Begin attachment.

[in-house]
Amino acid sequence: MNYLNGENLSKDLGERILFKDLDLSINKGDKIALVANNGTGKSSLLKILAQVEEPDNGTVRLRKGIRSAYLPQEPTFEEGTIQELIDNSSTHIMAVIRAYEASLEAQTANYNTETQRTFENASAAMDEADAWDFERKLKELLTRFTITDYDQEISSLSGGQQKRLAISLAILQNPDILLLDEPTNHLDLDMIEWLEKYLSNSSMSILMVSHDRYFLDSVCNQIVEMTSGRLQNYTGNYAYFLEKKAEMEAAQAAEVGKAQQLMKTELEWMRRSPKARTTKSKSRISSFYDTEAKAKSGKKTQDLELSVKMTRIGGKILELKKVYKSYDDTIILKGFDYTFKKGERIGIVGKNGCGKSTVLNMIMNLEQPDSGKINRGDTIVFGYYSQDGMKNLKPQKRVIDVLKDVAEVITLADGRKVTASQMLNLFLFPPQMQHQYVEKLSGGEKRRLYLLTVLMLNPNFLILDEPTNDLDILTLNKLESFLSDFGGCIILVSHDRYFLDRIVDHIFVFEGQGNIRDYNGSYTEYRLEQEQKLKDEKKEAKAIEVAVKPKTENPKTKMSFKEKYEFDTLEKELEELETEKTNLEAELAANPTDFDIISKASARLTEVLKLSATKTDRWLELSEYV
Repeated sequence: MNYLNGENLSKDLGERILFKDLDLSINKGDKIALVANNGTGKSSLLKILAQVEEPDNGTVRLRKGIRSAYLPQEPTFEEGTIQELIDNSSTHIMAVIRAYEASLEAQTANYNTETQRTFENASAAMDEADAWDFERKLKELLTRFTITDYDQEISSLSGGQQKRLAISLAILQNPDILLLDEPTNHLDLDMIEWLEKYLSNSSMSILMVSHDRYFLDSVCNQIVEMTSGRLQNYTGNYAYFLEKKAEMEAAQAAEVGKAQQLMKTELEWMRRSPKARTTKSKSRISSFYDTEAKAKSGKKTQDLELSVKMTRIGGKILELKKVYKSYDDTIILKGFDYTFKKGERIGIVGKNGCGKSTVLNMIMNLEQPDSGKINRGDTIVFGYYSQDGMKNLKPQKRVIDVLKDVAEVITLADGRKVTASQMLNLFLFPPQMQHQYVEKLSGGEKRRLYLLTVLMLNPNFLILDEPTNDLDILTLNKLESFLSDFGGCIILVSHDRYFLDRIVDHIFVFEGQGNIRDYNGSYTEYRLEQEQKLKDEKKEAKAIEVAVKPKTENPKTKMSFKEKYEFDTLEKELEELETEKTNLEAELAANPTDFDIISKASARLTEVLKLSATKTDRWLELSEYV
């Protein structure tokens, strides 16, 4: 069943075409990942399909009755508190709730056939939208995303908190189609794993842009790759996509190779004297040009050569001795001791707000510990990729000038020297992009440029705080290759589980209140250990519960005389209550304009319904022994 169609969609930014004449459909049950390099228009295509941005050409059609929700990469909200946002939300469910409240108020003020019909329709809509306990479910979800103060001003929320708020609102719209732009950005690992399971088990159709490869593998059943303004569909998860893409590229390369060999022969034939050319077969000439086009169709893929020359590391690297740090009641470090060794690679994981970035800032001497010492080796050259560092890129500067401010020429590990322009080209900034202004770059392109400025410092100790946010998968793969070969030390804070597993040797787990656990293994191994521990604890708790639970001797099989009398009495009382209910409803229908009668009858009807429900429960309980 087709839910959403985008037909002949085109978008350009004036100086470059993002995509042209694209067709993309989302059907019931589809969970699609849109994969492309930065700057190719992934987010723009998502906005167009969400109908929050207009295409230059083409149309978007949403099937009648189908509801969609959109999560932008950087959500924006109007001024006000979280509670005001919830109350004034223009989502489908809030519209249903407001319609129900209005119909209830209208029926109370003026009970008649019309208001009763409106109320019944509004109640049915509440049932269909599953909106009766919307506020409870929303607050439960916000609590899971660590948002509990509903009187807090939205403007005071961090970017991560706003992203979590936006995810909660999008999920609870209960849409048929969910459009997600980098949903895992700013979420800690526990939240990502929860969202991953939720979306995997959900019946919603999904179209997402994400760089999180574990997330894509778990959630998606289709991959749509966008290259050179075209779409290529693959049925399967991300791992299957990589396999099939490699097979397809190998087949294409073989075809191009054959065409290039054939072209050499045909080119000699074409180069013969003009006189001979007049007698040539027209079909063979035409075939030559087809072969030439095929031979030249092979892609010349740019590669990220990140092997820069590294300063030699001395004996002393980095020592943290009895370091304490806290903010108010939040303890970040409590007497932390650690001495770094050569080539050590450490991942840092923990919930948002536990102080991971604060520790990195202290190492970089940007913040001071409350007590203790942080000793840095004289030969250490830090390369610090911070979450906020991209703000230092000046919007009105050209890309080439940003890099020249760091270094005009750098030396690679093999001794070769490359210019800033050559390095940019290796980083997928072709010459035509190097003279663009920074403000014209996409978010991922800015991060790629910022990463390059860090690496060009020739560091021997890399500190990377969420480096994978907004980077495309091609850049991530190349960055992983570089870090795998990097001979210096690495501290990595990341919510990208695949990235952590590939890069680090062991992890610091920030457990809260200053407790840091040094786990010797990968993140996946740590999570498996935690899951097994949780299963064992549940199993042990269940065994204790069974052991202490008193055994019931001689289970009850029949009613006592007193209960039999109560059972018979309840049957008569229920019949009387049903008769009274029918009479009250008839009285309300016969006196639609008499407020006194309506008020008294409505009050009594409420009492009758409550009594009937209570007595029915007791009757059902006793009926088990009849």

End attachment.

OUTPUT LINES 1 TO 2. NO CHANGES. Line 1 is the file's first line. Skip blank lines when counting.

[in-house]
Amino acid sequence: MNYLNGENLSKDLGERILFKDLDLSINKGDKIALVANNGTGKSSLLKILAQVEEPDNGTVRLRKGIRSAYLPQEPTFEEGTIQELIDNSSTHIMAVIRAYEASLEAQTANYNTETQRTFENASAAMDEADAWDFERKLKELLTRFTITDYDQEISSLSGGQQKRLAISLAILQNPDILLLDEPTNHLDLDMIEWLEKYLSNSSMSILMVSHDRYFLDSVCNQIVEMTSGRLQNYTGNYAYFLEKKAEMEAAQAAEVGKAQQLMKTELEWMRRSPKARTTKSKSRISSFYDTEAKAKSGKKTQDLELSVKMTRIGGKILELKKVYKSYDDTIILKGFDYTFKKGERIGIVGKNGCGKSTVLNMIMNLEQPDSGKINRGDTIVFGYYSQDGMKNLKPQKRVIDVLKDVAEVITLADGRKVTASQMLNLFLFPPQMQHQYVEKLSGGEKRRLYLLTVLMLNPNFLILDEPTNDLDILTLNKLESFLSDFGGCIILVSHDRYFLDRIVDHIFVFEGQGNIRDYNGSYTEYRLEQEQKLKDEKKEAKAIEVAVKPKTENPKTKMSFKEKYEFDTLEKELEELETEKTNLEAELAANPTDFDIISKASARLTEVLKLSATKTDRWLELSEYV